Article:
The number in this case is a community of more than 25,000 users of log management and analytics. A collection of smart individuals and businesses from the small to the very, very large who have all turned to Logentries to centralize and analyze their logs data.
This is not just a random group of people, but a very technical community with a common core requirement: the need to process their log data, extract critical information and be alerted in real-time when possible issues arise.
So how about using the Logentries community of 25,000 users to make your product better? Imagine the possibility of reaching out to these technical individuals and getting their feedback on the best approaches to monitor and analyze your machine data.
The exciting news is that we have done this for you! The Logentries team has anonymously aggregated data from across our global community. We were very careful to protect the privacy of this information, and believe this is a great resource for best practices for log management and analytics. We have identified some of the most popular activities and behaviors and then extracted deep insights that will help you to optimize your use of the Logentries service and improve your performance and user experience.
Initially, we looked at the most common log types that exist across the user base — “Web Logs” — and have pulled out the top patterns that users look for in these logs.
We have broken these up into the top 3 usage types
- Generic patterns which can be applied to any web log
- Tomcat specific patterns that relate to Tomcat instances
- IIS logs which are running a ASPX/ASP web application framework
And here they are. You can easily pull these tags into your Logentries account here.
Using these patterns in your Logentries Tags enables you to be proactive instead of reactive and catch the error before it impacts users. Use the knowledge that we have extracted from our community to know what is happening across your systems and applications, improving the quality and service you deliver to your customers.
Common errors across all web servers to watch for:
500 server errors – when one of your servers has an issue.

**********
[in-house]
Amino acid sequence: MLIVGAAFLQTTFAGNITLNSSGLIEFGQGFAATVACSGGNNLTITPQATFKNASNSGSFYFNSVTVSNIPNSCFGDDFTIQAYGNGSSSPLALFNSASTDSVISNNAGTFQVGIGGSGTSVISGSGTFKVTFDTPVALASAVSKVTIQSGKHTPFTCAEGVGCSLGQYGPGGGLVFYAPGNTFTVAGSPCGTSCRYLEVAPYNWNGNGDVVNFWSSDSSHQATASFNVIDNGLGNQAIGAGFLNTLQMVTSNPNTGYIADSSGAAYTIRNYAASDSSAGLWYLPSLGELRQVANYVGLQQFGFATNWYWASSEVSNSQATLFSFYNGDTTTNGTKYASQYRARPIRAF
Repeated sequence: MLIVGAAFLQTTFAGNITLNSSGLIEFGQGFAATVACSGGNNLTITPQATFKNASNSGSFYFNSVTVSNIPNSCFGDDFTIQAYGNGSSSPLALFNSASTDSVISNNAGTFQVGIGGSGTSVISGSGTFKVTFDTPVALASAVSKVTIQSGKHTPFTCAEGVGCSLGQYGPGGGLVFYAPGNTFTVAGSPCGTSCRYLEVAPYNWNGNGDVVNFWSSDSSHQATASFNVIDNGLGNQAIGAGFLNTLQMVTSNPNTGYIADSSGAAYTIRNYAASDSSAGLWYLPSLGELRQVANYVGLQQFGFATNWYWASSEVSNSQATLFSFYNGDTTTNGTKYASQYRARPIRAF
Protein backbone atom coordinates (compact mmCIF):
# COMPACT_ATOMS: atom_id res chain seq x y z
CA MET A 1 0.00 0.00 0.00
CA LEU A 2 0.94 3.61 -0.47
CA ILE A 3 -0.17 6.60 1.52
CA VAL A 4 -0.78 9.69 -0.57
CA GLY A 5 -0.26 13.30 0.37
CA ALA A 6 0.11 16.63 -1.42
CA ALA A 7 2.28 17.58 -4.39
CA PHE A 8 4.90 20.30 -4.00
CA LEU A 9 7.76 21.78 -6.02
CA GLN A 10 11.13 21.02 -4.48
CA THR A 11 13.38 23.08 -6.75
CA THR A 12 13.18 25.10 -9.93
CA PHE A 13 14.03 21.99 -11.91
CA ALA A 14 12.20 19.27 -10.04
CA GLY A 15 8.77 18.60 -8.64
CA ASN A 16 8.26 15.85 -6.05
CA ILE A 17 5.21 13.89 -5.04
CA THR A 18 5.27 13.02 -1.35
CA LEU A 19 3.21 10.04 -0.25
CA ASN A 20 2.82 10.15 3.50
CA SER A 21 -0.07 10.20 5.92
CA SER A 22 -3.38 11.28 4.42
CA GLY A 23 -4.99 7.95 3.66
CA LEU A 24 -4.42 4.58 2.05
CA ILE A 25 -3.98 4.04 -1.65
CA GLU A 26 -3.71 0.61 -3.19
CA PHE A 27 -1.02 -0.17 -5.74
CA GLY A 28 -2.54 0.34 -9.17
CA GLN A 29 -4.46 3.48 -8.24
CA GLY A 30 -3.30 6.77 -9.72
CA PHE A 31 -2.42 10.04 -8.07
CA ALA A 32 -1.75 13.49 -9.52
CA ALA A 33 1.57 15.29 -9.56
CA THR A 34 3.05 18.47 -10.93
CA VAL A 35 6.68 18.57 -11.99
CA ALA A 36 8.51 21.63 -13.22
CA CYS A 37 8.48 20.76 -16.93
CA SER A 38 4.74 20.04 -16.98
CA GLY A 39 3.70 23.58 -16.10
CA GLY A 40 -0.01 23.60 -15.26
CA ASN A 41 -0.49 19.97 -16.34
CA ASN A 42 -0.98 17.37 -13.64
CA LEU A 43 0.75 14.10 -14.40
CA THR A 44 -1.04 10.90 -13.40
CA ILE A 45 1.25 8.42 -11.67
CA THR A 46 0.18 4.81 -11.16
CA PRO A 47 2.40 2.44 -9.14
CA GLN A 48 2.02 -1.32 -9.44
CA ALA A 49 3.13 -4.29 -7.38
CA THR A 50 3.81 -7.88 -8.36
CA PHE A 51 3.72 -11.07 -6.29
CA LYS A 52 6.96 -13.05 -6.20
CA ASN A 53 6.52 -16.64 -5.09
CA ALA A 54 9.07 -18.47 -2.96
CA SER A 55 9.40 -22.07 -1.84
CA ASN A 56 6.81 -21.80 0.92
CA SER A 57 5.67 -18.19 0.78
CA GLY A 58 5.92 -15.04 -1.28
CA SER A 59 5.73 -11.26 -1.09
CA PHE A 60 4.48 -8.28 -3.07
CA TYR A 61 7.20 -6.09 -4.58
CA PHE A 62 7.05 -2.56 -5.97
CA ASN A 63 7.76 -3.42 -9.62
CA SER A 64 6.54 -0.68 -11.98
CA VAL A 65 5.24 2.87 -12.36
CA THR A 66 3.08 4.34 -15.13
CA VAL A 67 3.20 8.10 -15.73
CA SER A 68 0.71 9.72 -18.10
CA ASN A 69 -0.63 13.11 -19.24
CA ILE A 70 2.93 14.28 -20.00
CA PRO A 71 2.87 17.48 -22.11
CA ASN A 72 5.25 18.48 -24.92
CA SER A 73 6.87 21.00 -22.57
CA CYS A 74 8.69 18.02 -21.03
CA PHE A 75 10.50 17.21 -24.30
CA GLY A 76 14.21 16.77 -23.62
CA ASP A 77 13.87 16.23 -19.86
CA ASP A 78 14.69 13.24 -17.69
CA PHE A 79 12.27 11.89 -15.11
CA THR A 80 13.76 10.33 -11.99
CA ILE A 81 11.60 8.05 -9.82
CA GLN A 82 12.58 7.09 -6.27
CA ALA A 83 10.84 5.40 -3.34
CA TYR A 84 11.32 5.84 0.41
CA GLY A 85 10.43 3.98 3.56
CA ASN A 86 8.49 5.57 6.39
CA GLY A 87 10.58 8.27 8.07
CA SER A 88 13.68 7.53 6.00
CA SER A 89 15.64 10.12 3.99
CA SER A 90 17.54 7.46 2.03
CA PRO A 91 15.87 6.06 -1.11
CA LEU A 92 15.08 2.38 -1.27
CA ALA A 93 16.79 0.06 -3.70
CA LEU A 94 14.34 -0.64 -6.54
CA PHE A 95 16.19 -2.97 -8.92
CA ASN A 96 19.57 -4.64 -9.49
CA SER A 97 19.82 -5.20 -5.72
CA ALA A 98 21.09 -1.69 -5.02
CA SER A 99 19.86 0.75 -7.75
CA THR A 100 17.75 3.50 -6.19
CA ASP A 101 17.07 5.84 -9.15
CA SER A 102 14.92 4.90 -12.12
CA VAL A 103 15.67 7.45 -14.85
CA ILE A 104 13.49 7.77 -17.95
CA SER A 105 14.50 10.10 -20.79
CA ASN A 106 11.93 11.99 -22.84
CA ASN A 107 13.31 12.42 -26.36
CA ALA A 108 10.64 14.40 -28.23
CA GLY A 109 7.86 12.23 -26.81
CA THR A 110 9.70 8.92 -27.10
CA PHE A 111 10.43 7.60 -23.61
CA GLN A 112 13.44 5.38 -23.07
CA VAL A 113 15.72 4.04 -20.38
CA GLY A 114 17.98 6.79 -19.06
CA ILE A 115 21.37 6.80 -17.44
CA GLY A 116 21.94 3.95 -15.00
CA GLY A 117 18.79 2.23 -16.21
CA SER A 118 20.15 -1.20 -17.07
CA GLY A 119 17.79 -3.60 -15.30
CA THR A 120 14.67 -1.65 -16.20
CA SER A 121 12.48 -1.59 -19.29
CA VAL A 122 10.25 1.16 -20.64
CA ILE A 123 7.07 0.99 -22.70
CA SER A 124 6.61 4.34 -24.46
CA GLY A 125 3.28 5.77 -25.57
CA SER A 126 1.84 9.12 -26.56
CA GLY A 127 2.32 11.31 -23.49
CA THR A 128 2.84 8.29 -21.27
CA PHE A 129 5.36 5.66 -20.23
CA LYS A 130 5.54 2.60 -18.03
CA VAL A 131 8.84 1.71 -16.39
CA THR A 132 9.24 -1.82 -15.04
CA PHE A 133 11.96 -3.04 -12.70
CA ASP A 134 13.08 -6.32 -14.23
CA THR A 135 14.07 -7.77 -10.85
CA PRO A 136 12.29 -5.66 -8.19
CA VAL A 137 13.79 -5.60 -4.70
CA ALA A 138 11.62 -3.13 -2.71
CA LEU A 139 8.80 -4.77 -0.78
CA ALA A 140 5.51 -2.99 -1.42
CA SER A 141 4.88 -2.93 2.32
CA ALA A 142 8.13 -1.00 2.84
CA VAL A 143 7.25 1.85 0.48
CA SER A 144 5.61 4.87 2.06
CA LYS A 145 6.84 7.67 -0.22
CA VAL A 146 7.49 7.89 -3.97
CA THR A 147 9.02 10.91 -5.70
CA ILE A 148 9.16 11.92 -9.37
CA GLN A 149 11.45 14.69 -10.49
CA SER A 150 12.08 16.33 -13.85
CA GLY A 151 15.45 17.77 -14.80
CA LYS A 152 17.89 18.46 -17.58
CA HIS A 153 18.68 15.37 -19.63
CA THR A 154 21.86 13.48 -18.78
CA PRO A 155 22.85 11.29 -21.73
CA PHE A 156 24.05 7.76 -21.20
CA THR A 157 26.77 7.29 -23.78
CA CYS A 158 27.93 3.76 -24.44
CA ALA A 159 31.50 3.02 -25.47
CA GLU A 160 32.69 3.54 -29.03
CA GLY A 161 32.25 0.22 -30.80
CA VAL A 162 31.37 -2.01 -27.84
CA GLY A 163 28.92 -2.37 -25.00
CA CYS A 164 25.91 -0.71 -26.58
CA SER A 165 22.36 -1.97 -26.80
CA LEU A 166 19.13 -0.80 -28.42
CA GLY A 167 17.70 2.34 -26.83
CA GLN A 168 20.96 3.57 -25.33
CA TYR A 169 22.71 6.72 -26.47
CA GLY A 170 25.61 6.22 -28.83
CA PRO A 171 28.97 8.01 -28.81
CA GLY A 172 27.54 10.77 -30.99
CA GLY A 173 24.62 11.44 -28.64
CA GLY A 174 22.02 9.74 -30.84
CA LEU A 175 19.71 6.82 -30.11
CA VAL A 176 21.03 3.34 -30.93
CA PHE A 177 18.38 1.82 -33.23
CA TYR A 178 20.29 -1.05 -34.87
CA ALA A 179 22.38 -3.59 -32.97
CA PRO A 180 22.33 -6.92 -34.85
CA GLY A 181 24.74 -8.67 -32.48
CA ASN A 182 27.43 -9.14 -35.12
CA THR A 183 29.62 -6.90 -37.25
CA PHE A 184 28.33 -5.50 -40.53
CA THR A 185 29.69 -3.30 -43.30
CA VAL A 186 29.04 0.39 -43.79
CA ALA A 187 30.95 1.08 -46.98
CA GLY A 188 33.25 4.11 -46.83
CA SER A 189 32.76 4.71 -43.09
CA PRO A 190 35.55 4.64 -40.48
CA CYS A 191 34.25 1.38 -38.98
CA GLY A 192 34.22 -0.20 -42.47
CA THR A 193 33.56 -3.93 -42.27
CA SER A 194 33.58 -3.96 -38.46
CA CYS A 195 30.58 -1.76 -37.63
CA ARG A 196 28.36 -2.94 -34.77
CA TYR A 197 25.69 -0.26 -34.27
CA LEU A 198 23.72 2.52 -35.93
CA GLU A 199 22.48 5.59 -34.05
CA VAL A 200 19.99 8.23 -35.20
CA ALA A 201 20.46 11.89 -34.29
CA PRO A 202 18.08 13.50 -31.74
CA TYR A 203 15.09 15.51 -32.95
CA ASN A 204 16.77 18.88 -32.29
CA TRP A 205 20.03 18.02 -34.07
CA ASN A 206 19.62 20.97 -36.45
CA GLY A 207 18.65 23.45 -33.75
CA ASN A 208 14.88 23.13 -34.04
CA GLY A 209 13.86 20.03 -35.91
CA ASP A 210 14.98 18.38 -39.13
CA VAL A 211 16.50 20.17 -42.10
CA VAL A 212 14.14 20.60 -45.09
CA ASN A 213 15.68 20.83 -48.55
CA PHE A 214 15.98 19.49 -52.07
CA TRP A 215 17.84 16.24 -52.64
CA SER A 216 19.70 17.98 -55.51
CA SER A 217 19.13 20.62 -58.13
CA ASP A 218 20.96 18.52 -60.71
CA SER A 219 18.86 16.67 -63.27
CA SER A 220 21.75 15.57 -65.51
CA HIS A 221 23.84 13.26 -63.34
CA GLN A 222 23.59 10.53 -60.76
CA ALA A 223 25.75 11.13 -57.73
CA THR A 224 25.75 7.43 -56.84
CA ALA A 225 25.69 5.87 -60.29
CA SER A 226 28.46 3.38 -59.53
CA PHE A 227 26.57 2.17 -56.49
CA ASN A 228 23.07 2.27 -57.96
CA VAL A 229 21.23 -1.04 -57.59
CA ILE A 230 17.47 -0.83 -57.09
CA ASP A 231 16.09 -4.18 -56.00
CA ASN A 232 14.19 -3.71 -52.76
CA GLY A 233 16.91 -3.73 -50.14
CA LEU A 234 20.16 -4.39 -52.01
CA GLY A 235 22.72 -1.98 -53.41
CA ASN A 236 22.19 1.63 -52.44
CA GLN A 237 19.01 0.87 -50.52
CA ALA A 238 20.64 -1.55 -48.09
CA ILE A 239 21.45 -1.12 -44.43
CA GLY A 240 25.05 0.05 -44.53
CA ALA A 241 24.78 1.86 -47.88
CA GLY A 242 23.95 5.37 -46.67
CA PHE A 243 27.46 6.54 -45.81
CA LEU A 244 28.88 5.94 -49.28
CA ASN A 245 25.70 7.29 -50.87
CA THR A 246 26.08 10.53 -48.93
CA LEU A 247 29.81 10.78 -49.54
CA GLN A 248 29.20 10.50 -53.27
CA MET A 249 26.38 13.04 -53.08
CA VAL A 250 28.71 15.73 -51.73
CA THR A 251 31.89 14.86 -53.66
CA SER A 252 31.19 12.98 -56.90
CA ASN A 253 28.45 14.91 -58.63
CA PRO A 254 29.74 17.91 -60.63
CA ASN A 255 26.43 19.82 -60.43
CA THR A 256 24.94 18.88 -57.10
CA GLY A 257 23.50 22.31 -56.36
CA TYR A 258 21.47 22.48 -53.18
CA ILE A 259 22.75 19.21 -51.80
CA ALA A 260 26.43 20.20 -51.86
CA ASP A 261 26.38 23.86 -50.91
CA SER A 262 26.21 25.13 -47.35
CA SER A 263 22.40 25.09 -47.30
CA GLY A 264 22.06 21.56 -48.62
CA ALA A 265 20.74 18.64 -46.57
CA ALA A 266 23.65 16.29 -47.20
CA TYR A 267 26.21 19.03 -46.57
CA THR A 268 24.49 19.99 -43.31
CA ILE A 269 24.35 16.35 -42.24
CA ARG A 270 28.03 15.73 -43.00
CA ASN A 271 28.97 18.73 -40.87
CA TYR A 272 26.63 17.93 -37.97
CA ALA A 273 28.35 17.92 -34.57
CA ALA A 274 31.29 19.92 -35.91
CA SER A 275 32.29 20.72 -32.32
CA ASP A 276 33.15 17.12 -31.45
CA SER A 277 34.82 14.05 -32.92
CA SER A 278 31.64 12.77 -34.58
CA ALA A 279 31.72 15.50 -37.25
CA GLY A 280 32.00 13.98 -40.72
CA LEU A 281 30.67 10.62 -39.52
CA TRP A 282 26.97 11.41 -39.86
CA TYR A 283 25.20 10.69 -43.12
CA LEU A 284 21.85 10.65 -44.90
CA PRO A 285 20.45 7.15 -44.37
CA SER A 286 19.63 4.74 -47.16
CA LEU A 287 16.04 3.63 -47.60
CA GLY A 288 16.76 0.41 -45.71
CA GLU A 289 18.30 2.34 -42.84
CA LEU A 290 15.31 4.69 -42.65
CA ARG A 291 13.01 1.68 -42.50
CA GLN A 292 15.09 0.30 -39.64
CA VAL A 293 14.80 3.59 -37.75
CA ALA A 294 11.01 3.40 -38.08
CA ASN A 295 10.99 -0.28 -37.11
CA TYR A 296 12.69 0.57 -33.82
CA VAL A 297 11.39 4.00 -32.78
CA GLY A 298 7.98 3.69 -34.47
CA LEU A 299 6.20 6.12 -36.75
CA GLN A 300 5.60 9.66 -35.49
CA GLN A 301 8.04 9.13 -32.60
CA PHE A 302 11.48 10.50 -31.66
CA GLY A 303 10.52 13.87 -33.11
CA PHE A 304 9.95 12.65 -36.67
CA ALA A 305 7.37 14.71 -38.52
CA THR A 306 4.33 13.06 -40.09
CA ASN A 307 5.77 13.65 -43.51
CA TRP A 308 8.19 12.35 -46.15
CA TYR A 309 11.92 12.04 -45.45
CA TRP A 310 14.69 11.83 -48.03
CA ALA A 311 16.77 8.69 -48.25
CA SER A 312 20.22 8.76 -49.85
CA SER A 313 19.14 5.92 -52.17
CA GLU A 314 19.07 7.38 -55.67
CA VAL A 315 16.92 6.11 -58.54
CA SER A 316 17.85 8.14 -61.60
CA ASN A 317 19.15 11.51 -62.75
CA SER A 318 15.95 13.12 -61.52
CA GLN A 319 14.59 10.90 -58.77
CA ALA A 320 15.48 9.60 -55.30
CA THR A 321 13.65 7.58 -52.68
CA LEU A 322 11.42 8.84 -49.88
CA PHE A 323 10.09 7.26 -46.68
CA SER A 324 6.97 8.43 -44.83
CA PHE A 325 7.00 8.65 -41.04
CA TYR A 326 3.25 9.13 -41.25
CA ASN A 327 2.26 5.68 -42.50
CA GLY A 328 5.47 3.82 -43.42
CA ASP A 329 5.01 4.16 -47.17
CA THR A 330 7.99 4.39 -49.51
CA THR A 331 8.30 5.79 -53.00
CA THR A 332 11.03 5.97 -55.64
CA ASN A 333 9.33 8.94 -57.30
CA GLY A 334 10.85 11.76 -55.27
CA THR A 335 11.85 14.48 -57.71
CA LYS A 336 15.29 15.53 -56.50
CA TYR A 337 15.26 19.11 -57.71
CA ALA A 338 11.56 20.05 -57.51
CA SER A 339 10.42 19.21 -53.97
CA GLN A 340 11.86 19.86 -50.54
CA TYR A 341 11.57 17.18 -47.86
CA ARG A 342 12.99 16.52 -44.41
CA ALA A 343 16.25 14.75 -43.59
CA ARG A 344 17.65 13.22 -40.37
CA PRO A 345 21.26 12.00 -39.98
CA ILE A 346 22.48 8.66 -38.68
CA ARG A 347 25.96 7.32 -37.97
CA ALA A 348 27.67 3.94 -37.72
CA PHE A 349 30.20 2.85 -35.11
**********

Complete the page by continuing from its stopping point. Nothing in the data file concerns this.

400 server errors – when the clients are having issues communicating with your web server.
204 server errors – when your server sends nothing back to your clients.
General exceptions or errors being sent back to your user
"\" ERROR \" OR /Exception/i"
If some of your users are trying to gain access to locations they shouldn’t
"/directory index of .* is forbidden/"
Possible SQL queries being injected into your users request
Common Tomcat errors to watch for:
The good old reliable null pointer exception.
Enable Tomcat to Monitor your disk and cpu load and then alert from them.
"load>80" AND "disk>=80"
A common Tomcat and mySQL error to watch for. With Tomcat and MySQL being a common pairing it’s not uncommon to get exceptions on the JDBC connection. This is often due to the connection pooling.
One of the most common generic java errors to appear on tomcat is the out of memory error.
Make sure you catch a common error that can happen when deploying a new war file to your tomcat instance.
IIS errors usually as a result of ASPX or ASP issues.
The Microsoft JET database engine error is another one of those common little errors that seems to occur with classic ASP based applications.
On occasions it may turn out that ASP.net was not completely installed during the IIS set-up and so after your deploy you may get the following error.
If you try to load a 32-bit application onto a 64bit system a common exception error you would receive would be.
Occasionally the IIS service W3wp.exe can crash causing your application to fail, keep an eye out for this with the pattern below.